Asian Heritage Month Spotlight: Sri Lankan New Year

To wrap up Asian Heritage Month, we spoke to members of Queen Mary’s Sri Lankan Society during their annual Sri Lankan New Year Celebration at Laird Hall.

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To wrap up Asian Heritage Month, we spoke to members of Queen Mary’s Sri Lankan Society during their annual Sri Lankan New Year Celebration at Laird Hall. Sri Lankan New Year generally falls on the 13th or 14th of April every year. It is a significant time for Sri Lankans both here in the UK and abroad. Check out what students had to say about their highlights from the event and their favourite traditions!

What is Sri Lankan New Year and why do Sri Lankans celebrate it? 

“The Sri Lankan New Year is celebrated by the Sinhala and Tamil people of Sri Lanka. It signifies the end of the harvest season and the beginning of the New Year when the Sun transitions from Meena Rashi (Pisces) to the Mesha Rashi (Aries) in the astrological chart.  

The ‘Avurudu’ or ‘Puthandu’ week is packed with a lot of festivities. We wear new clothes, make customary food, perform rituals at auspicious times and most importantly play a lot of fun traditional games with family and friends.   

Even though the New Year falls during term time and most of us don't get to go back to Sri Lanka to celebrate with our families, we come together as a part of the Sri Lankan Society at Queen Mary where we still get to celebrate our heritage and culture.” 

Madara, Final Year Law Student

"This celebration is a significant cultural event for Sri Lankans and it’s a time for families & communities to come together to engage in various rituals and festivals. To bring a sense of home to London, we held a traditional games night along with KCL and UCL which brought together a large Sri Lankan student community. It’s a special time of the year to promote unity and harmony amongst us all. I’m particularly looking forward for the large array of Sri Lankan foods as we’ll be able to get a taste of home during this period of cultural festivities.” 

Tes, President of the Sri Lankan Society

Nesha & Pavi 

“Sri Lankan New Year is a time for joyous reunions, reviving cherished traditions with loved ones, and indulging in delicious treats like kiribath (milk rice) that mark the start of a prosperous New Year. I love the vibrant colours of the traditional clothing and the multiple traditional games that unites all friends and families! My favourite game would have to be placing the eye on the elephant blindfolded! This holiday celebrates both Sinhalese and Tamil traditions, and this holds a very special place in my heart as I am part Sinhalese and part Tamil! A lot of Sri Lankans say they identify as either “Sri Lankan Sinhalese” or “Sri Lankan Tamil”, but for me, I simply just say I am Sri Lankan! I love my Sri Lankan heritage as it is a blend of Tamil and Sinhalese cultures, and being Sri Lankan to me is embracing both rich traditions” 

Nesha, Treasurer 

“As a Sri Lankan Tamil, I have only experienced the Sri Lankan New Year celebrated according to Tamil traditions. Experiencing the beautiful Singhalese culture and being welcomed and educated by the warm and friendly Sri Lankan society committee was truly heartwarming. While also celebrating with a mix of Sinhalese and Tamil music which was a beautiful fusion of both styles of music and culture. Wearing a sarong and trying the traditional food was a great bonding experience which enabled me to learn more about the traditions of Sinhalese people. Seeing the differences and similarities of both cultures it is so clear that the similarities outweigh our differences. We share our love for our delectable food and lively games which are undeniable strong assets to Sri Lankans. I loved the Sri Lankan New Year event and would love to see more of their celebrations.”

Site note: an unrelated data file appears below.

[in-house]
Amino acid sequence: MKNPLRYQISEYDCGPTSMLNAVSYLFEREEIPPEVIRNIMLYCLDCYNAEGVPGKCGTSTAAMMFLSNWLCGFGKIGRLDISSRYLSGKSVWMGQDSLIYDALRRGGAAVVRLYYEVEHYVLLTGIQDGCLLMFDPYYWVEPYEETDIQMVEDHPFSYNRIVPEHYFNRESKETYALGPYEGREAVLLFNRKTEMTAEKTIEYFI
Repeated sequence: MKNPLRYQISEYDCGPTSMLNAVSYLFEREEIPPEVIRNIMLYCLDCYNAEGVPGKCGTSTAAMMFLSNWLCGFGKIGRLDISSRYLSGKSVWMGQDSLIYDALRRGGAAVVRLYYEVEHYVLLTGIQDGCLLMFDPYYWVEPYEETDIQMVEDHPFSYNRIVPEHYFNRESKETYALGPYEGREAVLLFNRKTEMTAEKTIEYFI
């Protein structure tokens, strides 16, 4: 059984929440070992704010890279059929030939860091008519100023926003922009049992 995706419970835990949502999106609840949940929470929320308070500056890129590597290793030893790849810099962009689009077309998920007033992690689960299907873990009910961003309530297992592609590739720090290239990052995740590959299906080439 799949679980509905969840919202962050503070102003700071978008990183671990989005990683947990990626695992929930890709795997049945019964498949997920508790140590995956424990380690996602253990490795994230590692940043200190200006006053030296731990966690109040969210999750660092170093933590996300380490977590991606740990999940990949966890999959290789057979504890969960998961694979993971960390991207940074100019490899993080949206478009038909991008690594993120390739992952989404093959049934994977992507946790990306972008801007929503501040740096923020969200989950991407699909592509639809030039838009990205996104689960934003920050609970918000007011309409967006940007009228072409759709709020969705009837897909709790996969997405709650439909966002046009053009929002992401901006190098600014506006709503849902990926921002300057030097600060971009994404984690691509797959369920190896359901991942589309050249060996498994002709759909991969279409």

Pavi, Second Year Neuroscience

Saree Draping Competition 

“The gathering of Sri Lankan societies from various parts of London during our Sri Lankan Games Night reflects our strong dedication to preserving our tradition and culture, regardless of our respective universities. We aim to create an inclusive environment where people from all backgrounds can join in, bringing the warmth of Sri Lankan hospitality to the UK, showcasing the inclusivity of our culture by a new generation of youth.  

One of my highlights of our New Year celebration was our fun Saree Draping competition, where teams from different universities bonded over crafting traditional saree dresses using tissue rolls. Through tasty food, enjoyable games, and traditional clothing, our event embraced our heritage and culture, bringing together our vibrant youth community for a memorable evening.”  

Dhanuka, Events Officer  

New Year After Party 

“Sri Lankan New Year celebrations are often marked in our calendars at least 3 months beforehand and preparation for the event starts sometimes even earlier, rare for Sri Lankans who are seldom early to anything! But to celebrate the end of harvest season, Sri Lankans go all out with traditional dances and performances with our traditional drum -rabana,  to getting the whole family involved in a variety of games. Some crowd favourites include pinning the tail on the elephant, banis (Sri Lankan sweet bread roll) eating competition, lime and spoon race and my personal favourite, smash the kana mutti (a traditional Sri Lankans version of piñata games). 

What I really love most about the New Year celebrations is how welcoming the atmosphere is, with something to do and get involved with for everyone which can be seen with even people from other backgrounds that come to such New Year events!” 

Chithu, Final Year Accounting & Finance 

 

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